April 7, 2001
P. DAN YATES: We have Phil Mickelson with a great 68 and I'm going to ask him, as usual, to say a few comments before you all have a go at it.
PHIL MICKELSON: Well, I ended up shooting 3-under par today with a few mistakes, but I was able to off-set with some birdies and I'm looking forward to having an opportunity to play in the final group tomorrow.
Q. Can you talk about coming back from a couple of those bogeys, the putt on the last hole and how important that was?
PHIL MICKELSON: Well, I knew that heading into 17, I needed to birdie 17 and 18 to get in the last group and I felt like that would be important, because I did not want to have what happened to me at Bay Hill happen again, where he knew what he had to do with a couple holes left and ultimately came through with a birdie. I wanted to be playing with him, and know where we stand and not only that, know where the rest of the field stands, because there's a lot of guys who potentially could win this golf tournament.
Q. On the double on 14, you yesterday, you said, well, I'm glad it happened early and something I could recover from -- today was -- (Inaudible)
PHIL MICKELSON: When I'm playing I'm not really thinking about if I have enough time or not. I'm just trying to get the job done, no matter what it takes. I am just trying to get the score in. I ultimately birdied 17 and 18 to do that. Certainly, it's not ideal to make double-bogey. That's not my plan of action. But I feel as though there are enough holes to recover, and tomorrow will be an important day. I don't really have too many opportunities to let slide away like that. If I'm going to come out on top tomorrow, I don't really need to play any different. I just need to reduce the mistake a touch. Turn the double into a bogey. I'm going to hit bad shots. I'm not perfect and I'm going to miss putts. I will make bogeys. But if I can just reduce it and take a 6 into a 5, I should be able to overcome that much easier with a birdie or two.
Q. You talked about reducing mistakes, you've talked about that autumn week. In hindsight, if you could play the third shot on 14 again -- I know you are as good as anybody at the lob shot, but would you change that? (Inaudible)
PHIL MICKELSON: I would say to answer the latter part of that question, the miss-hit shot does not have to be very big. That shot on 14 was a foot from becoming somewhat close to the hole or having a pretty easy par. It looked like it was going to stay up top and it didn't and it came back down and all of the sudden I've got a very difficult 4. Would I hit that shot differently? Looking at it, if you look at the shot, there was a ridge, and if I went left of the ridge, it is going to being right back down and if I go right back of the ridge it is going to go 30 feet by. I had a 30-footer anyways up the hill. So I felt like the shot I played was not an unintelligent shot. It didn't come off that badly. It just was 30 feet and I 3-putted. It is going to be a difficult four that I thought I could have made a 4 no problem. To be honest with you, I was expecting to miss, with as hard that ground it; I expected to miss a little bit long. I did not think I could get underneath it.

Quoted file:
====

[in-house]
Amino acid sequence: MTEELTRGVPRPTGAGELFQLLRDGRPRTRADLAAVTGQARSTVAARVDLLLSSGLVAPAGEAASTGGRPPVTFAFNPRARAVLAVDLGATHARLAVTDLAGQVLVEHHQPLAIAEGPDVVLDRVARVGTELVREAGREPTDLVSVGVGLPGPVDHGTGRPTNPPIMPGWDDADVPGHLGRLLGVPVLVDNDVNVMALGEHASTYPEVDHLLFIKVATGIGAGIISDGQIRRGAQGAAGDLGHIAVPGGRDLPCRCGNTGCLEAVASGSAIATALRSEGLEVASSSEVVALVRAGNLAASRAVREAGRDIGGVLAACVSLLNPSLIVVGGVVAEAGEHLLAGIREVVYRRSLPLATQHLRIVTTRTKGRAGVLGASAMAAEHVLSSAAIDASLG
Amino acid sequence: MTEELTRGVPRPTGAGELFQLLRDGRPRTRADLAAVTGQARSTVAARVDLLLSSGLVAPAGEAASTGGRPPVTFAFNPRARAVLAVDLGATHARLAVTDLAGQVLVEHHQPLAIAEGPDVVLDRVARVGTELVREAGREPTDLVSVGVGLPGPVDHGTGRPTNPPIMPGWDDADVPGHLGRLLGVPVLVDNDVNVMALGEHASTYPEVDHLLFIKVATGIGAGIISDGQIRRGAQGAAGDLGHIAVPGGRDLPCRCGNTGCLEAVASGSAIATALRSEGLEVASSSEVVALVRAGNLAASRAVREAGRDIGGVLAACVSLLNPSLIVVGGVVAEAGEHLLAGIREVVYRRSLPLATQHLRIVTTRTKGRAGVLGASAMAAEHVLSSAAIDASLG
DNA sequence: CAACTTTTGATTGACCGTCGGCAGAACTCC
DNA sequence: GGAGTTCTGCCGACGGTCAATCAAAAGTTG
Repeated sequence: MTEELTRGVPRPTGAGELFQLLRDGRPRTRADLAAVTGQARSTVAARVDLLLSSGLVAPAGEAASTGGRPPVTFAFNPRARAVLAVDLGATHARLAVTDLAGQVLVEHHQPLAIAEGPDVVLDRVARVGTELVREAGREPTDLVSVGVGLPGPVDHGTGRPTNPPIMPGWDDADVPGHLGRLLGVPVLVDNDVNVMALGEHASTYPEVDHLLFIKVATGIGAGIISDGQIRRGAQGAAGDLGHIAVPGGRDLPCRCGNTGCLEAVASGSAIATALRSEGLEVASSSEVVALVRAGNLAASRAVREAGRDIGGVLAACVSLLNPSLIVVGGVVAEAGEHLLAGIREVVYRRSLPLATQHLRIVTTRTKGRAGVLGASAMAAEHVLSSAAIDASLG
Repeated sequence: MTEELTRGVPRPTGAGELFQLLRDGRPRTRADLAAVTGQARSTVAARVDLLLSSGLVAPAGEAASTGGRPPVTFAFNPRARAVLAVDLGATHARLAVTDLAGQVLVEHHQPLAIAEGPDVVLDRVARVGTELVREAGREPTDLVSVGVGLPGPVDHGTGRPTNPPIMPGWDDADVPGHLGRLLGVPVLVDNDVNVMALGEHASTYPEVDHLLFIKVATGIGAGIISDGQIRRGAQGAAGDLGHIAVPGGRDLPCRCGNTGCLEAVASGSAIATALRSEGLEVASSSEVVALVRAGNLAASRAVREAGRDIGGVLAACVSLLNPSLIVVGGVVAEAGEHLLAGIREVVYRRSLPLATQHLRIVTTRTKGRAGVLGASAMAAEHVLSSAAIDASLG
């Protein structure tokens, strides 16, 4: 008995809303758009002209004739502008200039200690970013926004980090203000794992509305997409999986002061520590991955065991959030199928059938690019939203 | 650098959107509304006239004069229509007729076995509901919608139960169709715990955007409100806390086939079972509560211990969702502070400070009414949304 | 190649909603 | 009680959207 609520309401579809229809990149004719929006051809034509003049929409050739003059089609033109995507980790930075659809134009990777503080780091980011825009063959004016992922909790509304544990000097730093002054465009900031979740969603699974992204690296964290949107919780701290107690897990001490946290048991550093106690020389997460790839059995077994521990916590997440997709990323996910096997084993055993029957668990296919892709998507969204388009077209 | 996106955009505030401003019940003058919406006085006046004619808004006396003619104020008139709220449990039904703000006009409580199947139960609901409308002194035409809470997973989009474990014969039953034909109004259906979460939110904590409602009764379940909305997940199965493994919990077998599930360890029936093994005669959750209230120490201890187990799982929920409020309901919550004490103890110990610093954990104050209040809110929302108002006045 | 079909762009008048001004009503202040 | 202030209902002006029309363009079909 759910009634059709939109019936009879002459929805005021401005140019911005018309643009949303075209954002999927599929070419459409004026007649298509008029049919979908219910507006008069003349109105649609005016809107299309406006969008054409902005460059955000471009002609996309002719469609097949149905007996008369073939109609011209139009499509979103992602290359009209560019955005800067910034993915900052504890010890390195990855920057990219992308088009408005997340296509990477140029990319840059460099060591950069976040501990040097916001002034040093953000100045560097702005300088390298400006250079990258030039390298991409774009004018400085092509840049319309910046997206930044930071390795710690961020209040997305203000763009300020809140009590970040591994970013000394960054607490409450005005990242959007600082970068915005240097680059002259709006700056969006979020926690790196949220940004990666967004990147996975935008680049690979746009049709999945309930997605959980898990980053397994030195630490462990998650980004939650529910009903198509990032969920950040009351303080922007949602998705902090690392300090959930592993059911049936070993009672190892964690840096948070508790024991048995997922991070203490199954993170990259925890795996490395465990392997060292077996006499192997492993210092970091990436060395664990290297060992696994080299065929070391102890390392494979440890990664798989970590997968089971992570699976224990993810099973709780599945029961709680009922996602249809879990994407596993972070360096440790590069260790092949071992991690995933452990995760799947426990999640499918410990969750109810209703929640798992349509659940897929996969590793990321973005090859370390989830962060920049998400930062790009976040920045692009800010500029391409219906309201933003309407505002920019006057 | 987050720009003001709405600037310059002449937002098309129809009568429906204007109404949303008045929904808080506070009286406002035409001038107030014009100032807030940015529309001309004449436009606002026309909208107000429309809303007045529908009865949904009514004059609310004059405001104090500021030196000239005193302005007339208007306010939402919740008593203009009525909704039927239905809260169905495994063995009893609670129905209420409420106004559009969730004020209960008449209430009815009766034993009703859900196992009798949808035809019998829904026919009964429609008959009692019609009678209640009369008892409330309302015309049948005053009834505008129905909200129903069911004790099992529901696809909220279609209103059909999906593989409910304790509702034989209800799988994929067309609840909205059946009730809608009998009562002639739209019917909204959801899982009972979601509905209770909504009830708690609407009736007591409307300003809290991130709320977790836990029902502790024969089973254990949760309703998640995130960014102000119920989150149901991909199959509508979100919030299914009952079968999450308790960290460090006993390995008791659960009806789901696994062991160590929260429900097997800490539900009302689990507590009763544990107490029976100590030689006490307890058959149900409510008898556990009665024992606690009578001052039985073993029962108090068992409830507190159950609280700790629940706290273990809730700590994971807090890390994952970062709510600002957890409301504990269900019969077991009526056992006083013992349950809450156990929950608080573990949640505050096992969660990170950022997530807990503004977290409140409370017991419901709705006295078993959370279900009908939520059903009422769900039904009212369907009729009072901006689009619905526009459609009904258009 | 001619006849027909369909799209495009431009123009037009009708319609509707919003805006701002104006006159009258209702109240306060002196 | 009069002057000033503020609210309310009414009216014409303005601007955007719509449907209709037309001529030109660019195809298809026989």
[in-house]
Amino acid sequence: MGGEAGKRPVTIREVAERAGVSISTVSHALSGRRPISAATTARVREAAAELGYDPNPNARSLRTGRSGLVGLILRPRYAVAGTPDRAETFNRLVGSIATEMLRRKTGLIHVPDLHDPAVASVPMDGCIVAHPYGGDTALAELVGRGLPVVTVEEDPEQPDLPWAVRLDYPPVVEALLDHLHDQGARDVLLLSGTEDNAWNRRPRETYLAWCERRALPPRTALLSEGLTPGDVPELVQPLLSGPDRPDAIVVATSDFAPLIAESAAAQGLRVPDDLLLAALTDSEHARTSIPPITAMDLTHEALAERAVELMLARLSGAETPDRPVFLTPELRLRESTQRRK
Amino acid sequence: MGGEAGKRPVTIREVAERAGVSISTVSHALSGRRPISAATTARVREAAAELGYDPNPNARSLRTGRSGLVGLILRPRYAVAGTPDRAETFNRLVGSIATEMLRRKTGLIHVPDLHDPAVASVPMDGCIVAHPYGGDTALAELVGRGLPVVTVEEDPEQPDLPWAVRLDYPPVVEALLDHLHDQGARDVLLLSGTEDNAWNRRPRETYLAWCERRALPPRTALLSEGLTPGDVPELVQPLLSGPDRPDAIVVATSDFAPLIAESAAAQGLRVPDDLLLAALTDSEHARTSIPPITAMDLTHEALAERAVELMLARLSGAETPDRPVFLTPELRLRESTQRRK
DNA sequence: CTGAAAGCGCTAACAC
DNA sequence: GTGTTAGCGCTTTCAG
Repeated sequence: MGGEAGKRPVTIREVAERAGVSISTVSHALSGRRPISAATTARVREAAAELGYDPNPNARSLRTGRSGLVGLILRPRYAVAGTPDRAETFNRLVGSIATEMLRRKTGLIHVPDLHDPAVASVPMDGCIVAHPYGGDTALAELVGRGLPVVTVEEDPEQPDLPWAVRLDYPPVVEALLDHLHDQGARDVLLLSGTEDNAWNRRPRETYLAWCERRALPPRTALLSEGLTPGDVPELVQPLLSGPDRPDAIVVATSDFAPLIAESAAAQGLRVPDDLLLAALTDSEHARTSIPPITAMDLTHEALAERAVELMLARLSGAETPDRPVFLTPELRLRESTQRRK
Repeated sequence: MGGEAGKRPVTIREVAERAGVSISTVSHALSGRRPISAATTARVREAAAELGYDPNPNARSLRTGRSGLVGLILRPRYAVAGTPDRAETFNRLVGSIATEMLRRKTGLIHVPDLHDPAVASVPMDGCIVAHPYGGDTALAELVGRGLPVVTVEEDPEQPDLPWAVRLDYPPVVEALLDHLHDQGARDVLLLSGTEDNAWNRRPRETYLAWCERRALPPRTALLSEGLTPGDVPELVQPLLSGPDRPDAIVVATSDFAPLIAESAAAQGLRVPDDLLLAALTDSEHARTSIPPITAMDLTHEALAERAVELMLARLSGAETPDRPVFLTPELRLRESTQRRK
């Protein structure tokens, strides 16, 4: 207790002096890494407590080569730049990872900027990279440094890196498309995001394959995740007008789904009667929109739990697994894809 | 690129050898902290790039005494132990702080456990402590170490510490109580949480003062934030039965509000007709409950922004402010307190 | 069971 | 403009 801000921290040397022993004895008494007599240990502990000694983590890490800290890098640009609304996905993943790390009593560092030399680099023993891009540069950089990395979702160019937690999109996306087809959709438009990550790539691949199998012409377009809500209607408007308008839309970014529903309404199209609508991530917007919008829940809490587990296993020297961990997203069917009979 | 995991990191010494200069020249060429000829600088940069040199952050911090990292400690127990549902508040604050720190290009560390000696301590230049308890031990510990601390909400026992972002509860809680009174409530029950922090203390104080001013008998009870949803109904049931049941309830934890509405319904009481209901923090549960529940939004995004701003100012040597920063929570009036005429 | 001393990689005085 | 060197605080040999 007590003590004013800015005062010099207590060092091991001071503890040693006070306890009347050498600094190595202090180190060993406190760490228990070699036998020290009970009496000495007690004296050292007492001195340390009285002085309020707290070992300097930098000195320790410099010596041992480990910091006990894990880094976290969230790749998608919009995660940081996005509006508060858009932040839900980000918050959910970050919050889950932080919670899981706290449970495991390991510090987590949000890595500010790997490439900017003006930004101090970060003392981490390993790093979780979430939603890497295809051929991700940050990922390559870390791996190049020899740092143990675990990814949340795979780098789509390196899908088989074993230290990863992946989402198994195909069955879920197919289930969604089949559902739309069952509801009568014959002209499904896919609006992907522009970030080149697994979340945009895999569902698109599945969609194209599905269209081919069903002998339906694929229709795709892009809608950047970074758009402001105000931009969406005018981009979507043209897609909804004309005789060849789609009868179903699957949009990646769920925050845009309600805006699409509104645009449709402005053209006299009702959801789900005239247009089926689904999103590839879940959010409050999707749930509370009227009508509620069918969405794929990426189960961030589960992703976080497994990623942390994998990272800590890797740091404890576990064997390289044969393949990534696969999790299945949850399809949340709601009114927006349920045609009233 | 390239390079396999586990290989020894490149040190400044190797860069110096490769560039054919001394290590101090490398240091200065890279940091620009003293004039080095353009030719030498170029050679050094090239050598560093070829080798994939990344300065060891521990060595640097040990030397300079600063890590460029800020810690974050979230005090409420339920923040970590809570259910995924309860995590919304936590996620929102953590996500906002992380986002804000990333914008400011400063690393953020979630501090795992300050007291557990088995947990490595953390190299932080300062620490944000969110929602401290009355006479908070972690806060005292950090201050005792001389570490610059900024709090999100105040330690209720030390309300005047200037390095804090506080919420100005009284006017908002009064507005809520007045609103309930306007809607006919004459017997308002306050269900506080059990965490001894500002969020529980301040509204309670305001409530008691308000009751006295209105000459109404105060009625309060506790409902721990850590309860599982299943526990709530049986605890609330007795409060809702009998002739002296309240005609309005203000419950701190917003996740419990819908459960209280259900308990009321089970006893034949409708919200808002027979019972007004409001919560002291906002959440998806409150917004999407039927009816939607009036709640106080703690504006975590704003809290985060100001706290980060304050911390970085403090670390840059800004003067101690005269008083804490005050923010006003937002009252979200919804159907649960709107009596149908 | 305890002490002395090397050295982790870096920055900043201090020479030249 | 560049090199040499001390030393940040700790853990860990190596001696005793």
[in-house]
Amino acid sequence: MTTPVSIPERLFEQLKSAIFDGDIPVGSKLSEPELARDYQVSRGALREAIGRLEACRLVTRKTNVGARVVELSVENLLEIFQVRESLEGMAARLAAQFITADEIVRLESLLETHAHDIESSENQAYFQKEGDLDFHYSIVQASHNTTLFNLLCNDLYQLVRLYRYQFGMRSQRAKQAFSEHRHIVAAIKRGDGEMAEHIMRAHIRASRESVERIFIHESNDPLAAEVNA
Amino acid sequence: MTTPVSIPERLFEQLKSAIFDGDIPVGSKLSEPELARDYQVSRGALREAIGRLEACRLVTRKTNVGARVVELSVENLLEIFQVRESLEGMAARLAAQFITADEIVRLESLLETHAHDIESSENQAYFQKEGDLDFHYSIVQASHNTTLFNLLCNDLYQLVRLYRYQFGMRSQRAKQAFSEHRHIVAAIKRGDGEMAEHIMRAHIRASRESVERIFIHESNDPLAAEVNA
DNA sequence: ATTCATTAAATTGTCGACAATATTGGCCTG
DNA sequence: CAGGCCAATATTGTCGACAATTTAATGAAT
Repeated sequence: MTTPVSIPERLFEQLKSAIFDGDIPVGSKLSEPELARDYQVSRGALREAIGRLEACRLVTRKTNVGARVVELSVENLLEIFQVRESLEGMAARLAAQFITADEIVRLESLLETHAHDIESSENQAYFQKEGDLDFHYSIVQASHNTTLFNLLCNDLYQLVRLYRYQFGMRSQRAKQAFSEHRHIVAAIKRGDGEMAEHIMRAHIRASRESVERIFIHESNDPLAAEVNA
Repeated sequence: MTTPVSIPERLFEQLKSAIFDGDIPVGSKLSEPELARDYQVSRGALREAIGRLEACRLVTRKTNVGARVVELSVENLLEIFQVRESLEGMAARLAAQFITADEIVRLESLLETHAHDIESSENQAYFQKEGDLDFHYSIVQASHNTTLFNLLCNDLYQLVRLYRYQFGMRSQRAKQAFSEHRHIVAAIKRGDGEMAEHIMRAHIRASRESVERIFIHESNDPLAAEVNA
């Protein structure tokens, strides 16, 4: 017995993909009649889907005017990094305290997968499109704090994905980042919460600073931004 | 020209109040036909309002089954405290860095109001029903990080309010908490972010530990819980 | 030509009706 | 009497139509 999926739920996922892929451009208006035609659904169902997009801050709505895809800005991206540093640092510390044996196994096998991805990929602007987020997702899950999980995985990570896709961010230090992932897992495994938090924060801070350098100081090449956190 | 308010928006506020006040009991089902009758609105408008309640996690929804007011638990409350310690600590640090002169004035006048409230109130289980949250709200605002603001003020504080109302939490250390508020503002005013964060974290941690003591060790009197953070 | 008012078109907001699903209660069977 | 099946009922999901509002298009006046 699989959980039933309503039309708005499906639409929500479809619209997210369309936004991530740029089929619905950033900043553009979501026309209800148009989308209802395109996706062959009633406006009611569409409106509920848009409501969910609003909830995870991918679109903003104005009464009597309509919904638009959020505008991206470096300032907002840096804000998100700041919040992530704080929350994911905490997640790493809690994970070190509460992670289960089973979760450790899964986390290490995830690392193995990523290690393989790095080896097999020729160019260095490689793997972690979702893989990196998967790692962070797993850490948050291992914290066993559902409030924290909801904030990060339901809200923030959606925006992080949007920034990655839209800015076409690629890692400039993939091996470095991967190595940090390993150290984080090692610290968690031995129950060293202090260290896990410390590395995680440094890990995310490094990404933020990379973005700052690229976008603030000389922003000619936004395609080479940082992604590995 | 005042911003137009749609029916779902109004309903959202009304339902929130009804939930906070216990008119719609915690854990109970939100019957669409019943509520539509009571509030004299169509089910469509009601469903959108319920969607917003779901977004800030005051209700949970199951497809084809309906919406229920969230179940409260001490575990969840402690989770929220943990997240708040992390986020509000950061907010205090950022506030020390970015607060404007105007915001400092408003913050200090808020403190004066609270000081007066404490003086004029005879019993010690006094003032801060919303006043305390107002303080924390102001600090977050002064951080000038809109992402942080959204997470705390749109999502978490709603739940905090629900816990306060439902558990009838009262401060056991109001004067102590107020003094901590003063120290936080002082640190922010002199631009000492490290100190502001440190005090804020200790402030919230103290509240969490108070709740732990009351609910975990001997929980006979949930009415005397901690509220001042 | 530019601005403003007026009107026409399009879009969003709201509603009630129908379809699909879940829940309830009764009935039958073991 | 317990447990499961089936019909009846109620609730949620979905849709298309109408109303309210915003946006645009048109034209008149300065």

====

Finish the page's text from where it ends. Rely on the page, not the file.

Q. Can you talk about what it will mean just for your confidence and your mental state tomorrow to know that you are one shot behind Tiger at the TOUR Championship and went on to beat him?
PHIL MICKELSON: Well, I certainly have a lot of respect for Tiger as a player and as a person and what he goes through day-in and day-out and what he has accomplished in the game of golf. With that being said, I've been able to go head-to-head with him and come out on top a few times. I do have confidence that I can prevail tomorrow. So, I'm looking forward to the challenge. Not only that, I feel like I've been playing well the last year and a half and my ball-striking has improved to the point where I feel very comfortable that it will be there when I need it. And I'm not overly anxious the way I have been in years past, heading into tomorrow.
Q. Can you talk about No. 8 and 3-putting, how far was the first putt?
PHIL MICKELSON: About six feet.
Q. Can you take us through it?
PHIL MICKELSON: Well, it was obviously downhill and quick, and I tried to make it, and it slid by about three feet and I missed it coming back. I don't know what else to say. I hit the first putt very easy. I tried not to go at it, just trickle it in. I had a pretty good read and it just didn't do what I thought it would. Just missed it coming back. It was a poor second putt. It didn't go ridiculously far, five -- just three feet.
Q. At 9, was that a big thing to rebound like that?
PHIL MICKELSON: Yes, it helps with me being patient. If I can get a birdie back in the next few holes, it makes being patient much easier.
Q. Can you talk about the difference between last year and this year? Can you talk about your mindset going into tomorrow, and why your mind set is --
PHIL MICKELSON: Well, I feel very confident tomorrow, because I've been playing well this last year and a half, and the swing changes that I have made, I feel like a much more consistent ball striker day-in and day-out and I feel like I have become a more consistent putter as well. So the anxiety that I would have between rounds on whether or not it would be there tomorrow, is really no longer there. I feel very comfortable that when I get on the tee tomorrow, it will be there.
Q. One of the things that Chris DiMarco said that was sort of intimidating about playing with Tiger is that, you know, Chris has got 6-, 7-irons in, and Tiger is hitting sand wedges, pitching wedges, just blowing it by him. In terms of length, do you think that is going to be an issue as to who is going to be first away tomorrow?